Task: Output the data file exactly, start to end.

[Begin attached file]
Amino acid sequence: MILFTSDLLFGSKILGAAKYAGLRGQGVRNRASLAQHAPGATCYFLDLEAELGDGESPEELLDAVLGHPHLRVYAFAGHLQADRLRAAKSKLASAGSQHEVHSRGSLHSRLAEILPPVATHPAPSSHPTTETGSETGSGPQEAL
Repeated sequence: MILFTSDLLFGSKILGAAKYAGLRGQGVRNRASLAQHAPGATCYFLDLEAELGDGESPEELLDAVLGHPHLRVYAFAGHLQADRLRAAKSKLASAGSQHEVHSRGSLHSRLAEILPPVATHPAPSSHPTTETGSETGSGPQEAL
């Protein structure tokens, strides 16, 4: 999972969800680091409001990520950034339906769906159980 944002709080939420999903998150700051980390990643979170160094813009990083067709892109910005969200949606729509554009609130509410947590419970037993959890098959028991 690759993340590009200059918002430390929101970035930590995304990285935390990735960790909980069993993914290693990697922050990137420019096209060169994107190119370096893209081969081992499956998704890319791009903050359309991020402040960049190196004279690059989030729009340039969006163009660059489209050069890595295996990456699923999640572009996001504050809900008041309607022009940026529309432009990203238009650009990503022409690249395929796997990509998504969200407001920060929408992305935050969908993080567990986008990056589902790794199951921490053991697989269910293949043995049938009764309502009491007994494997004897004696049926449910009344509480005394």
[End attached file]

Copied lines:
Amino acid sequence: MILFTSDLLFGSKILGAAKYAGLRGQGVRNRASLAQHAPGATCYFLDLEAELGDGESPEELLDAVLGHPHLRVYAFAGHLQADRLRAAKSKLASAGSQHEVHSRGSLHSRLAEILPPVATHPAPSSHPTTETGSETGSGPQEAL
Repeated sequence: MILFTSDLLFGSKILGAAKYAGLRGQGVRNRASLAQHAPGATCYFLDLEAELGDGESPEELLDAVLGHPHLRVYAFAGHLQADRLRAAKSKLASAGSQHEVHSRGSLHSRLAEILPPVATHPAPSSHPTTETGSETGSGPQEAL
């Protein structure tokens, strides 16, 4: 999972969800680091409001990520950034339906769906159980 944002709080939420999903998150700051980390990643979170160094813009990083067709892109910005969200949606729509554009609130509410947590419970037993959890098959028991 690759993340590009200059918002430390929101970035930590995304990285935390990735960790909980069993993914290693990697922050990137420019096209060169994107190119370096893209081969081992499956998704890319791009903050359309991020402040960049190196004279690059989030729009340039969006163009660059489209050069890595295996990456699923999640572009996001504050809900008041309607022009940026529309432009990203238009650009990503022409690249395929796997990509998504969200407001920060929408992305935050969908993080567990986008990056589902790794199951921490053991697989269910293949043995049938009764309502009491007994494997004897004696049926449910009344509480005394």